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The difference between a Credit History and a Credit Score

Some individuals have a mistaken belief regarding what a credit history is and just how it works.

As an example, lots of people believe that a credit history originates from loan applications, personal bankruptcies, payment defaults, and so on.

They are not incorrect, however, there is more to a credit history than simply a collection of not-so-great financial decisions. Some people also confuse the term credit rating and also credit score – this idea is wrong.

The difference between a Credit History and a Credit Score

Allow us to clear something up initially. The term credit history can be easily confused with the term credit score, however, these are two separate terms in the financial world. We’re here to unblur these lines.

A credit history has all of the info around financial and credit activity including what debts one has, where they’ve enquired, when they’ve defaulted and general repayment history.

This history can also include details about overdue financial obligations, bankruptcies, and court judgements. All this information is accessible via your credit history report and can we accessed online through credit agencies, listed below:

Bear in mind that whenever you request short term loans or any form of lending, you are authorising your lender to access your debt record.

With this in mind, let’s jump into your credit score. Simply put, this is a rating in the form of a number. There is a mathematical estimation established by analysing all of the available info in your credit history record.

Your score helps lenders and financial institutions (banks) establish how credit-worthy you are as well as how reliable you are as a customer in terms of repaying what you borrow.. This score of your credit activity can go up and down depending on how well you manage your finances.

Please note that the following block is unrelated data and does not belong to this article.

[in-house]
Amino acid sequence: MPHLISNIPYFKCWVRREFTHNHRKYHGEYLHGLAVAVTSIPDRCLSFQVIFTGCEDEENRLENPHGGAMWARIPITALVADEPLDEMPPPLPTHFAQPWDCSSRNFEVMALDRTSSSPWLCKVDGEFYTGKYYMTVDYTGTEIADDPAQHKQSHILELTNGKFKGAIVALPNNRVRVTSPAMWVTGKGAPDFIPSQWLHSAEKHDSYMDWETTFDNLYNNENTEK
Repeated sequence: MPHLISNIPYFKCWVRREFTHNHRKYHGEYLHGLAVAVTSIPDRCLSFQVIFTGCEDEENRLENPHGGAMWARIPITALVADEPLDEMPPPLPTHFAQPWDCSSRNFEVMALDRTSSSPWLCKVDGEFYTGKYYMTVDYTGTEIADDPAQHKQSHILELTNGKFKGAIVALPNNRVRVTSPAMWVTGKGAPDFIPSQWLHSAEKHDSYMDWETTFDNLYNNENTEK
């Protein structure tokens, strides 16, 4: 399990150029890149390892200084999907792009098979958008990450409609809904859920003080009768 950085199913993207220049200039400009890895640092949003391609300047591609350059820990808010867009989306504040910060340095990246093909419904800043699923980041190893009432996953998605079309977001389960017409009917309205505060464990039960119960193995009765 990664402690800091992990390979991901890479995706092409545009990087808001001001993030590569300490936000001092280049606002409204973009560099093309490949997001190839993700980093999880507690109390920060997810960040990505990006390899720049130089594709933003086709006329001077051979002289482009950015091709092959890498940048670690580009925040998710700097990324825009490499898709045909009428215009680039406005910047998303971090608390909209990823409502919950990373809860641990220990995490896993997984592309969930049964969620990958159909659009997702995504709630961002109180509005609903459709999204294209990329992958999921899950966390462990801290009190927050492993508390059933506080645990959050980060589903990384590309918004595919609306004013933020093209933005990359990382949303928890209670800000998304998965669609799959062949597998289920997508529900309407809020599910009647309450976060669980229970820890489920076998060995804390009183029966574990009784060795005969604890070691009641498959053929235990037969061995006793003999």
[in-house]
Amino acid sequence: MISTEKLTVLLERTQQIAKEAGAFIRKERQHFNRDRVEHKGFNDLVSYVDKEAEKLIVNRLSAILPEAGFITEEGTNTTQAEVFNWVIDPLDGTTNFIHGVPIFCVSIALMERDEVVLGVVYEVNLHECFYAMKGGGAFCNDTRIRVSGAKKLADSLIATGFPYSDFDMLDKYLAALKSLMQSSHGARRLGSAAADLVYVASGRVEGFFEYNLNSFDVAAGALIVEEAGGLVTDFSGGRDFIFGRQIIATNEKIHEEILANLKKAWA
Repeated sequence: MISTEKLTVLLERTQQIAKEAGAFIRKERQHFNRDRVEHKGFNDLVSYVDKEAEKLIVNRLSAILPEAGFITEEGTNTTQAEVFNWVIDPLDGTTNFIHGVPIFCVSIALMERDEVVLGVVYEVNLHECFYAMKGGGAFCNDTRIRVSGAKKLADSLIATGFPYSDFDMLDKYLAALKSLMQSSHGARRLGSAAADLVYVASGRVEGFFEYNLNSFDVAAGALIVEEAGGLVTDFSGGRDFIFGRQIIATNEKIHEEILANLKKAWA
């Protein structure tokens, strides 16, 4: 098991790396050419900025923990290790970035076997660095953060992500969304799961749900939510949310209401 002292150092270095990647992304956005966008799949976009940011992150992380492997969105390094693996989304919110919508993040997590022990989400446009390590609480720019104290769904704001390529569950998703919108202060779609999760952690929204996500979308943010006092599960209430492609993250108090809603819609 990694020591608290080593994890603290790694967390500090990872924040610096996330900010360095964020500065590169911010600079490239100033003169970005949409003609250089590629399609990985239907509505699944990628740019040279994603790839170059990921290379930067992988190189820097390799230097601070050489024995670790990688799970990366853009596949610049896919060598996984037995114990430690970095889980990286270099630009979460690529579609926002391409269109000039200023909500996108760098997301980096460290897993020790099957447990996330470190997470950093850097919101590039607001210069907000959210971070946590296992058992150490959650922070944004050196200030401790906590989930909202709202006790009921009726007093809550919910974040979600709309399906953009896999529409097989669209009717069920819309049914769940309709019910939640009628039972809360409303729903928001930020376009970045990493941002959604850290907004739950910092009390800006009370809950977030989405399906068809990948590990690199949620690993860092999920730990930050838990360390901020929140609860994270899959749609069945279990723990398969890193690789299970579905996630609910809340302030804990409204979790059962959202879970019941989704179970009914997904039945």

Good behaviour leads to a great score, and not-so-good behaviour leads to a lower score. Think of paying on time, always have funds available in your transaction accounts vs. missing payments, being late, and having your transactional accounts overdraw regularly.

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Other Information is Included in Your Credit History

Although it can be easy to assume this report is all above capturing any negative financial decisions, there are other pieces of information this report will capture.

This can include history and activity around utility services like electrical, home internet, as well as mobile phone plans. This is why it is instrumental to ensure all payments with any service provider or lender is paid, and paid on time!

It is super important that you pay on schedule as all this information is taken into consideration when establishing your credit score. The better your credit history the greater your credit score. It might not appear that this is important from time to time, but when applying for a short term loan, this is going to be taken into account.

What Isn’t Included in Your Credit History?

Well, credit history does not take into account your assets, any other forms of wealth storage, or income. Why is that? This is because these other factors are not relative. You can have a tonne of income and assets, but a poor repayment history.

On the flip side, you can have a small to average income, and do remarkably well with paying on time and subsequently having a great credit history and credit score.

This all comes down to the individual and the importance placed on financial wellness and management

This infographic was created by Stein Saks, a TCPA lawyer

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Our Final Thoughts

Your credit history includes a great deal of detail about your management of finances. This directly impacts your credit score that lenders use as part of their decision of whether or not to lend you money.

So, keep this in mind and ensure you’re always placing importance on keeping your daily financial habits in check, and you’ll be well on the way to a great credit score, and history!

The opinions expressed in the Blog are for general informational and entertainment purposes only and are not intended to provide specific advice or recommendations for any individual or on any specific investment product.

It is only intended to provide education about the financial industry.  The views reflected in the commentary are subject to change at any time without notice.

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